The class explores the history of the Zionist movement and the State of Israel in all its complexity and contradictions. What is Zionism? What are its roots? Is it a liberation movement? A religious cause? A colonial ideology? A set of state policies? And what is the relationship between Zionism and the modern State of Israel? How do Zionism and Israel look different when considered from the standpoint of Jewish, Palestinian, European, or Middle Eastern history? Exploring Zionism and Israel from its roots in the nineteenth century to the present, this class offers in-depth knowledge and discussion on all of these topics and more.

Israel: Politics and Society

Professor Ron Hassner

Lectures dedicated to the craft of research and writing will be interspersed with lectures about theoretical and empirical issues relating to the history and contemporary politics of Israel.  We will discuss the formation of the state, its geography and history, its political system, and its demographics.  Several sessions will be dedicated to Israel’s social and political challenges, to economic opportunities and obstacles, to U.S.-Israel relations, and to the relationship between anti-Semitism and anti-Zionism.  The Arab-Israeli conflict is not a focus of this class (it is a focus of another class of mine, PS124B, “War in the Middle East”) but students are free to address topics of international and national security in their papers for this class if they wish.

Spring 2024 Courses

Comparative Constitutional Law: The Case of Israel

Professor Masua Sagiv

This course will provide an introduction to constitutional law using Israel as a case study. Topics include: Constitutionalism and judicial review, state neutrality and self-determination, minority rights, state and religion, Human Rights Law, the concept of “defensive democracy" and ban of non-democratic political parties, legal aspects of the fight on terror, freedom of expression, equality and anti-discrimination, social rights, and constitutional limitations on privatization.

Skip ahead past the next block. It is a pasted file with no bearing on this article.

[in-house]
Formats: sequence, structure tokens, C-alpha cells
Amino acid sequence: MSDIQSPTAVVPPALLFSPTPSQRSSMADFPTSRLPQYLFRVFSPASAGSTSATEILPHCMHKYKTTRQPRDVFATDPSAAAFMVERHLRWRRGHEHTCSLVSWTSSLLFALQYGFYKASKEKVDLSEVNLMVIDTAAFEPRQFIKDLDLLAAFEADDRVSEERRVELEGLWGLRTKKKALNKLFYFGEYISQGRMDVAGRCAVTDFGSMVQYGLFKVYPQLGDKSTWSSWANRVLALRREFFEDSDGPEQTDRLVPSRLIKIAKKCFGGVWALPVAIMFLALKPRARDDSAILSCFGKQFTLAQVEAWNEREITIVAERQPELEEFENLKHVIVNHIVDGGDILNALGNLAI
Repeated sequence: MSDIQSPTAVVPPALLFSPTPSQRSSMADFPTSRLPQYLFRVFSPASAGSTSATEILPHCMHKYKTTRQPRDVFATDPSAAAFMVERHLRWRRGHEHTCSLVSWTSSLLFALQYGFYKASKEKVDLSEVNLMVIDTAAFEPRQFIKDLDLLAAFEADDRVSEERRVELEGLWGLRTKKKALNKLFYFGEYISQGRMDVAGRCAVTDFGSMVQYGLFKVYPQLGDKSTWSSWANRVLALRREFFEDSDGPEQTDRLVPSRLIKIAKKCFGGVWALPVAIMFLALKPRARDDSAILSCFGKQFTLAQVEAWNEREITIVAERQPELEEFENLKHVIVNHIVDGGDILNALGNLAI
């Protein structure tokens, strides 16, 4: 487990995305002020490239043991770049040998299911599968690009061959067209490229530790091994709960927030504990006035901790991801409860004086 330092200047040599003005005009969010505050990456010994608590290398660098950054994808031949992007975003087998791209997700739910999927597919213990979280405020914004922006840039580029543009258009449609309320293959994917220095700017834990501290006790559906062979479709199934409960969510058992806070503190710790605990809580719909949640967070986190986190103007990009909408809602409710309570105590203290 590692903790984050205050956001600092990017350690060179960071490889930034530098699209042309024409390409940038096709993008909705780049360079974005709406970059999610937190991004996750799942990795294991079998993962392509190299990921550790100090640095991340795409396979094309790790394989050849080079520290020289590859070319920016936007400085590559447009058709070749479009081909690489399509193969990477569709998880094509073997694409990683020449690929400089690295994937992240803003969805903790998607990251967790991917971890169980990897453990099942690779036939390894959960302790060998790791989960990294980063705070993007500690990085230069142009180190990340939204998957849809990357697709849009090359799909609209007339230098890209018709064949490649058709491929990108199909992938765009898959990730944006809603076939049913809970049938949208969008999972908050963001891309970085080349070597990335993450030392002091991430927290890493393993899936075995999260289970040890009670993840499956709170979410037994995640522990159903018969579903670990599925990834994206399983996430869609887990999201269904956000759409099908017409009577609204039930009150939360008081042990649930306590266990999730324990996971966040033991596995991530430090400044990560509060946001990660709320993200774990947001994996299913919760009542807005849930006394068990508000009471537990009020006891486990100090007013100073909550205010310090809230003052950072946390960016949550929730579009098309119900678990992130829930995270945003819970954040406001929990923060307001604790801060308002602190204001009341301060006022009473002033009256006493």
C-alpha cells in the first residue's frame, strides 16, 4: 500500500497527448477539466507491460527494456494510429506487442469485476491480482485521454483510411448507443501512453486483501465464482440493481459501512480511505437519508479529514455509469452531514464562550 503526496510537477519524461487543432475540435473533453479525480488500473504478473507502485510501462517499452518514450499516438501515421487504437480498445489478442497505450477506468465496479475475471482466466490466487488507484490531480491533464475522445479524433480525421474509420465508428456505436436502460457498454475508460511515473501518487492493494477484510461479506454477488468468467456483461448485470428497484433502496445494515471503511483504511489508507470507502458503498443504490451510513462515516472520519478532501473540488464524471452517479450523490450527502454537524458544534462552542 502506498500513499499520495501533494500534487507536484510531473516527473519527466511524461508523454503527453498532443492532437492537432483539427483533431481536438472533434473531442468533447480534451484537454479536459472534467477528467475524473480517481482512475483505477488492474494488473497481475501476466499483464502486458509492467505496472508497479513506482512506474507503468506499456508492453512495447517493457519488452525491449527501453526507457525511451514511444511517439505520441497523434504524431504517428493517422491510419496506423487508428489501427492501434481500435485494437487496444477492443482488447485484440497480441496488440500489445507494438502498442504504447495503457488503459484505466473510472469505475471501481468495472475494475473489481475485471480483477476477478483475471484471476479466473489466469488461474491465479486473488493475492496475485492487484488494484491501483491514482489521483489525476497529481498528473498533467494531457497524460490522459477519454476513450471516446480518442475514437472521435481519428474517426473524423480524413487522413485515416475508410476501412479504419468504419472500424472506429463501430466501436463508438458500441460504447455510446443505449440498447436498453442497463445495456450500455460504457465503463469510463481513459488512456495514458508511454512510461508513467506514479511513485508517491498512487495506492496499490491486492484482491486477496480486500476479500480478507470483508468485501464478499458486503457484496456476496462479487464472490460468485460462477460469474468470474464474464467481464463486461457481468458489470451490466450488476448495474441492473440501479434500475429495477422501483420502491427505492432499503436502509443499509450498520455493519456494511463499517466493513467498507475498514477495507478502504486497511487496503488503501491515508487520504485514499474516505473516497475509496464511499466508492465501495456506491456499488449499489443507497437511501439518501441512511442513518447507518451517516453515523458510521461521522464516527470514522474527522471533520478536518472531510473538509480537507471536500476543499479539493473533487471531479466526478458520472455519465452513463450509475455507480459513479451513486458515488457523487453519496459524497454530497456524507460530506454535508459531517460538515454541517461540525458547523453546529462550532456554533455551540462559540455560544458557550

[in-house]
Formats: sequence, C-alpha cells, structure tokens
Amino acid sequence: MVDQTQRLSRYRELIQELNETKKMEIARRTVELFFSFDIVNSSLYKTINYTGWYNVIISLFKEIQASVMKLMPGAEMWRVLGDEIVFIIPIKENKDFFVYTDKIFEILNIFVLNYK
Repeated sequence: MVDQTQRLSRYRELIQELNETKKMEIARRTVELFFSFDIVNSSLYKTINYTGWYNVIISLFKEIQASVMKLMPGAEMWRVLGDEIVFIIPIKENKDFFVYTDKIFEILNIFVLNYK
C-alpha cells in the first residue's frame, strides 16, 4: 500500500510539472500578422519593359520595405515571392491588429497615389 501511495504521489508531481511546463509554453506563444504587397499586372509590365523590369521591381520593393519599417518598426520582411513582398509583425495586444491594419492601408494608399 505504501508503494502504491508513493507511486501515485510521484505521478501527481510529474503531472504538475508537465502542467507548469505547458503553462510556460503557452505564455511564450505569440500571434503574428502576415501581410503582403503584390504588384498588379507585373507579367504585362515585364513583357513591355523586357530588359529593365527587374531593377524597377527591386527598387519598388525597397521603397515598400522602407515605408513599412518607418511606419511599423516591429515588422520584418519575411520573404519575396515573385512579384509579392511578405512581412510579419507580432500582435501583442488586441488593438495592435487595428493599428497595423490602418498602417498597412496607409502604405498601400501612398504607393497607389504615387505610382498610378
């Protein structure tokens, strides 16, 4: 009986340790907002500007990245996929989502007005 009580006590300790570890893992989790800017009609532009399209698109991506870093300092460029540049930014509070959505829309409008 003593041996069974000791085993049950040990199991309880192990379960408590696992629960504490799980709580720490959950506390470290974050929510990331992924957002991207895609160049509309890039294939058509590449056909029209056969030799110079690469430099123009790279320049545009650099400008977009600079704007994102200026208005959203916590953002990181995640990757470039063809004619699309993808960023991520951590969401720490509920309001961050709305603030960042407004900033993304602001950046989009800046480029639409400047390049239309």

War in the Middle East

Professor Ron Hassner

The Middle East seems plagued by endless strife: wars, civil wars, insurgencies, terrorism.  Is that perception true? If so, why is this region so conflict-prone?  What factors motivate, constrain, and shape these conflicts? How can policy makers influence war in the Middle East?  This undergraduate lecture class takes on these and other thorny questions. It is a sequel to PS124A (“War!”) and builds on insights from that class to explore war in a particular part of the world.

Religion and Spirituality in Education: Israel, America, and Beyond

Professor Hanan Alexander

An examination of religion and spirituality in educational systems with and without separation of religion and state, such as the United States and Israel, by comparing how such notions as public and private, secular and religious, initiation and indoctrination, and diversity and inclusion are conceived and practiced in each setting.

Pedagogy of Difference

Professor Hanan Alexander

An examination of the competing concepts of criticism in educational thought, including Paulo Freir's "critical consciousness," Harvey Siegel's "critical thinking," Elliot Eisner's "educational criticism," and Hanan Alexander's "pedagogy of difference." 

Applied Microeconomic Topics Covering Israel

Professor Shirlee Lichtman Sadot

Applied microeconomists often seek to establish a causal relationship between two variables in large datasets to reach better-informed policy decisions. To be more specific, what are the effects of a specific policy measure on various outcomes? In this course, we will cover some basic principles of applied microeconomics through academic studies and case study papers regarding Israel. Israel’s institutional settings, social characteristics, and political and security challenges offer abundant opportunities to evaluate economic phenomena and various policy measures along with exposing underlying economic mechanisms.

Jewish Law

Professor Kenneth Bamberger

This course explores topics in Jewish law drawing from texts including the Torah, Talmud and Maimonides. Students will contrast the American and Jewish systems of jurisprudence, discuss legal philosophy, take up topics like abortion, Good Samaritan laws and the environment, and more. Most of all, students will ponder fundamental questions about the nature of law.